ENGLEWOOD, Colo. — For 10 years, Stewart Blair was a close disciple of John Malone, the forward-thinking chief executive of Tele-Communications Inc., the nation's largest cable television company.
Throughout the 1980s, the two executives invested in advanced technologies and even built cable systems on foreign soil.
But Blair spurned those cutting-edge ventures when he decided to go out on his own.
In May, the 43-year-old Scottish immigrant led a buyout of the United Artists movie theater circuit from TCI for $680 million. United Artists is the nation's largest theater circuit, with 2,376 screens, or about 10% of the total. Yet the theater business is mature, with scant prospect of dramatic growth. Why is Blair betting his future on movie exhibition, which is considered a dinosaur by many in the entertainment industry?
Blair maintains that the movie-theater business is more promising than skeptics believe. He and other UA executives describe their theater chain as an annuity, capable of generating predictable--and increasing--cash flow. Friends expect him to use the company as a springboard to more exotic ventures, and Blair admits that he would like to invest in international theaters and cable television.
Blair's game plan requires United Artists to increase its operating cash flow at an annual rate of 5% to 10% by increasing concession sales while unloading inefficient theaters.
That's easier said than done, according to some executives who know the movie exhibition business. Even Blair doesn't dispute these facts: Too many screens were added in the 1980s, attendance has been stagnant for a quarter of a century and new delivery systems threaten to siphon off more of the audience.
John W. Miller, managing director of Chemical Bank's entertainment industries group, is skeptical: "When the consumer has increasing options for entertainment, and there's questionable elasticity in ticket pricing, and with costs growing each year, I just don't see how you can suck out 5% or more increases annually in cash flow."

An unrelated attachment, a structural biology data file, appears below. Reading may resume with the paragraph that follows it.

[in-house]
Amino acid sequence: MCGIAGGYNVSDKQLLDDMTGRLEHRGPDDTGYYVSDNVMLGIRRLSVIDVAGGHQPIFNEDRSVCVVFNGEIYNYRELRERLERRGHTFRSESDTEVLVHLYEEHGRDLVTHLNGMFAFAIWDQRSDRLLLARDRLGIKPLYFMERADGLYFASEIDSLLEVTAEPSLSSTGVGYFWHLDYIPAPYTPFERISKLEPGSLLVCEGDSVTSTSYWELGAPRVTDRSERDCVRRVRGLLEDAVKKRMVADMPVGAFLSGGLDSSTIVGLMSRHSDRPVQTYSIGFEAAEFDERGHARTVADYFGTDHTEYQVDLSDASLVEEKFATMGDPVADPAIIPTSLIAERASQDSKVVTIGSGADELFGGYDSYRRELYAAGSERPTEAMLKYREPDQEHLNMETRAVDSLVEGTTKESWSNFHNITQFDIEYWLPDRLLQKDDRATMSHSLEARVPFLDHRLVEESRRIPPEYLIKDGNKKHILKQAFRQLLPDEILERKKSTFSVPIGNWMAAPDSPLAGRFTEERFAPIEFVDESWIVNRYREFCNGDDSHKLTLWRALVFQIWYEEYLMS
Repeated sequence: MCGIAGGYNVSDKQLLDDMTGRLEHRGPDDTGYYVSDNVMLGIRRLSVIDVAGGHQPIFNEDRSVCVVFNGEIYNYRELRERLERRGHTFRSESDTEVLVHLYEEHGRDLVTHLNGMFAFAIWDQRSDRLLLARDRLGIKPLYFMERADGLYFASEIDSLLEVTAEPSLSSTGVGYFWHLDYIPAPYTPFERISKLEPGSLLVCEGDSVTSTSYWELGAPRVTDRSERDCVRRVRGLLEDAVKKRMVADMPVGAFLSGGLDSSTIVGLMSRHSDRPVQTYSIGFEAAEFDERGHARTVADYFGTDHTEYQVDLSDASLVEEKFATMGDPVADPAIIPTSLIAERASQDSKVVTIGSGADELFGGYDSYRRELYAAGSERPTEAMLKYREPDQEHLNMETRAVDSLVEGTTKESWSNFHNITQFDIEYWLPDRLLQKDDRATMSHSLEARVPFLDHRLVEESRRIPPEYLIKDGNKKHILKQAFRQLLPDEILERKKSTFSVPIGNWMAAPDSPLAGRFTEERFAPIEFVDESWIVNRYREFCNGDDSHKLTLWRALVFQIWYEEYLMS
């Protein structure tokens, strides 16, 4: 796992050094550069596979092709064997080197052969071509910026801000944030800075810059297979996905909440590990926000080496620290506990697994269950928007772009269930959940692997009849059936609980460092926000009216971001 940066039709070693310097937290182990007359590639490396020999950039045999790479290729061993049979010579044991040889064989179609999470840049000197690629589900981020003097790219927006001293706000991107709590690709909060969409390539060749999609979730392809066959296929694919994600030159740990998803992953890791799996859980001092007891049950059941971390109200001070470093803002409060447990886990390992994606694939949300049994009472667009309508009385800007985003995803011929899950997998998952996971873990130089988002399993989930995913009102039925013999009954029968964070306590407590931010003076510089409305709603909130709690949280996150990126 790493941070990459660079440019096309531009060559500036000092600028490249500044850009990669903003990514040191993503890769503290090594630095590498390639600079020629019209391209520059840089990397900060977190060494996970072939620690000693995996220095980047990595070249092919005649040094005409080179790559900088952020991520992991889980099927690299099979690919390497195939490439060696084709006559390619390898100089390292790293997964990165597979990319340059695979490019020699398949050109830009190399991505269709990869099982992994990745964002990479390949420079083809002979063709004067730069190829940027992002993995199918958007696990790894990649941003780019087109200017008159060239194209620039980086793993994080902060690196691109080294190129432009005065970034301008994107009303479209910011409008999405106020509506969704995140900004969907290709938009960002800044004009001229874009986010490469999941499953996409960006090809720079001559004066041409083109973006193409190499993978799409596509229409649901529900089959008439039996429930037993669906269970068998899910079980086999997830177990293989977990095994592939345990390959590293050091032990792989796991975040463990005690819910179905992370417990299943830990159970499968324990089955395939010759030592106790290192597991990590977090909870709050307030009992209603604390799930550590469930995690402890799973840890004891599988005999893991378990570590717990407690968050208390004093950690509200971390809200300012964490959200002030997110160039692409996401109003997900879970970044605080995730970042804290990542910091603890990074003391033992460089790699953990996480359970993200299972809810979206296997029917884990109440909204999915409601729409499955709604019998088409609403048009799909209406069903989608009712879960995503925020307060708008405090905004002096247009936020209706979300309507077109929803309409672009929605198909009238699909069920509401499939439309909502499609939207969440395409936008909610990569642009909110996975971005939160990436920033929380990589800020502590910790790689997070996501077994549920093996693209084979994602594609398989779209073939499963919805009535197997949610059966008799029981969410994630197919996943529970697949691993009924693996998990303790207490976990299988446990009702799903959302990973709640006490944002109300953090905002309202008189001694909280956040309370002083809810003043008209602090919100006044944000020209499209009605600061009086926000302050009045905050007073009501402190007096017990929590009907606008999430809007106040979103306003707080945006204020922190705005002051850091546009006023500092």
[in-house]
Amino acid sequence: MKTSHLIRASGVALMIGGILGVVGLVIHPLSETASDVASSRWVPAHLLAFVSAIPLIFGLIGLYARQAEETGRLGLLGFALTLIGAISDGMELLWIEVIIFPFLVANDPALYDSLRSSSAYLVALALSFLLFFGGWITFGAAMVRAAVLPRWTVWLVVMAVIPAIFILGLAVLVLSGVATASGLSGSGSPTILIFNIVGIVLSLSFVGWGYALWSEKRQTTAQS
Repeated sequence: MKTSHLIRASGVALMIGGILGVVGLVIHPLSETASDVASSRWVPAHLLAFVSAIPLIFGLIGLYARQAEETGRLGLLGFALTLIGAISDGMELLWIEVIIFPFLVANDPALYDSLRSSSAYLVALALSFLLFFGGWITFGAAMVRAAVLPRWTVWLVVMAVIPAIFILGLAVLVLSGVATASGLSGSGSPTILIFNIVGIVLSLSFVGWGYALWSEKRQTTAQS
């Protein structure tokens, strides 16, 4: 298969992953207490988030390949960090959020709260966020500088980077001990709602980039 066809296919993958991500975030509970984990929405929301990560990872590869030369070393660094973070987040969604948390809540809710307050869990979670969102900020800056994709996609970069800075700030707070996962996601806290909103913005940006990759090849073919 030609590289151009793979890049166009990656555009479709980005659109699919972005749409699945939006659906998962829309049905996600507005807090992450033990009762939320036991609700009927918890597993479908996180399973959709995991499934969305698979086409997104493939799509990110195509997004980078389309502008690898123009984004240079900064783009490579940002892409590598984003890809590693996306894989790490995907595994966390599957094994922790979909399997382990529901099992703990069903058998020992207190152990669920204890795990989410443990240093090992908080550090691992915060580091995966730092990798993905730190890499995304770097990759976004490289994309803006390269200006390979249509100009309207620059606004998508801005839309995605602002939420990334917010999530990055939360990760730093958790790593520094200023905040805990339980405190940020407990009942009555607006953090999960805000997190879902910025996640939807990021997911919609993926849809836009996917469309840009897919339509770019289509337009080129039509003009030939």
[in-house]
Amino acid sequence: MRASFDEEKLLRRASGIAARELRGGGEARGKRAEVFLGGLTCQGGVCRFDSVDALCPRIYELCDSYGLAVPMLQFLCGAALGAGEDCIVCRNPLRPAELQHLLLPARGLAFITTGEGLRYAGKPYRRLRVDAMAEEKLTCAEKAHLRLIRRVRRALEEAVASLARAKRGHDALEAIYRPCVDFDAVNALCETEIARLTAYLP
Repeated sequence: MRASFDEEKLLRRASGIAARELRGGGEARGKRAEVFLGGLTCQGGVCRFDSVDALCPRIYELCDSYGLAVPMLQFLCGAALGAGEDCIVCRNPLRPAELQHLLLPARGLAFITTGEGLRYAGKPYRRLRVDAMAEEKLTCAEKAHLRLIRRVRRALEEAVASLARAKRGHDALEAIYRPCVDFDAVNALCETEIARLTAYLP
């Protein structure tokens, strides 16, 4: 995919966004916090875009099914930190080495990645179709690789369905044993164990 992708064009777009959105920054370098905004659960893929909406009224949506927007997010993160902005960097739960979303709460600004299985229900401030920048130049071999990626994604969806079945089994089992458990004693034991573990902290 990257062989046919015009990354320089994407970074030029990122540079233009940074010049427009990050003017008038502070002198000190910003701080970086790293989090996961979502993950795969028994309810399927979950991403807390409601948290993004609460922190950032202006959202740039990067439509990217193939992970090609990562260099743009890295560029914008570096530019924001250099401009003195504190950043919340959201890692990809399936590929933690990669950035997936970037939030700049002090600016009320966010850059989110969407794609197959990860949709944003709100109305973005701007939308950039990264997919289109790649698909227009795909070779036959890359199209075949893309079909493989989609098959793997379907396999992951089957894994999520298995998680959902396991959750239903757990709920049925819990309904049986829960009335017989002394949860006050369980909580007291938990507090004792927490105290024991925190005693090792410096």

Sumner Redstone, the chairman of Viacom International who made his first fortune in the movie theater business, goes even further. "There is a general eroding dynamic in the industry," he says.
While Redstone says he won't sell his National Amusements theater circuit, he pointedly bet his future on cable television when he acquired control of Viacom in 1987. "Anyone who assumes that, on a screen-for-screen basis, cash flows are going to increase is making a pretty aggressive gamble," he says.
Still, he won't deny Blair's abilities. "Stewart is as smart a guy as I know," Redstone says. "He learned the motion picture business overnight. When you finally get down to it, nothing counts more than management."
Blair has defied conventional wisdom before. With his Scottish brogue and self-deprecating wit, he has stood out in the American business crowd since he emigrated 20 years ago.
Born in the heart of Glasgow, he was the only child of a Welsh mother and Scottish father who rose from messenger to director at a woman's fur coat firm. Blair attended the University of Glasgow, then took a job with Chase Manhattan's London branch after graduation. The following year he was transferred to New York, where he rose rapidly to vice president before his banking career stalled.
"I couldn't fathom the politics. I didn't even recognize that there was such a thing as politics," Blair says, recounting how he lost the job of running the bank's aerospace lending division to Michael Garstin, a rival who later became a friend and investment banker.
Blair transferred to Chase's media division, where he caught the eye of Tele-Communications treasurer Donne Fisher. In 1981, Blair moved to Denver to work for the cable TV company, and his career took off again.
"Maybe he'd found a home by the time he got to TCI," says Brendan Clouston, chief operating officer of the cable TV giant and a close friend of Blair. "TCI is not a very conventional corporation. He (Blair) is, by most American business standards, in the top 1% or 2% intellectually. And No. 2, he has the ability to get deals done."
During the 1980s, there were plenty of deals to work on. TCI's revenue grew almost sixfold, to $3.6 billion, in 1990, from $646 million in 1986, largely through acquisitions.
For Blair, the pivotal deal came in 1986, when TCI acquired 55% of United Artists Communications Inc. UA was a proud old company, based at the time in San Francisco. The theater circuit dated back to 1926, and its founding shareholders included Mary Pickford, Douglas Fairbanks, Sam Goldwyn and Joe Schenck. But TCI wanted UA primarily for the newer cable TV division, which had good franchises and better equipment than many of its competitors.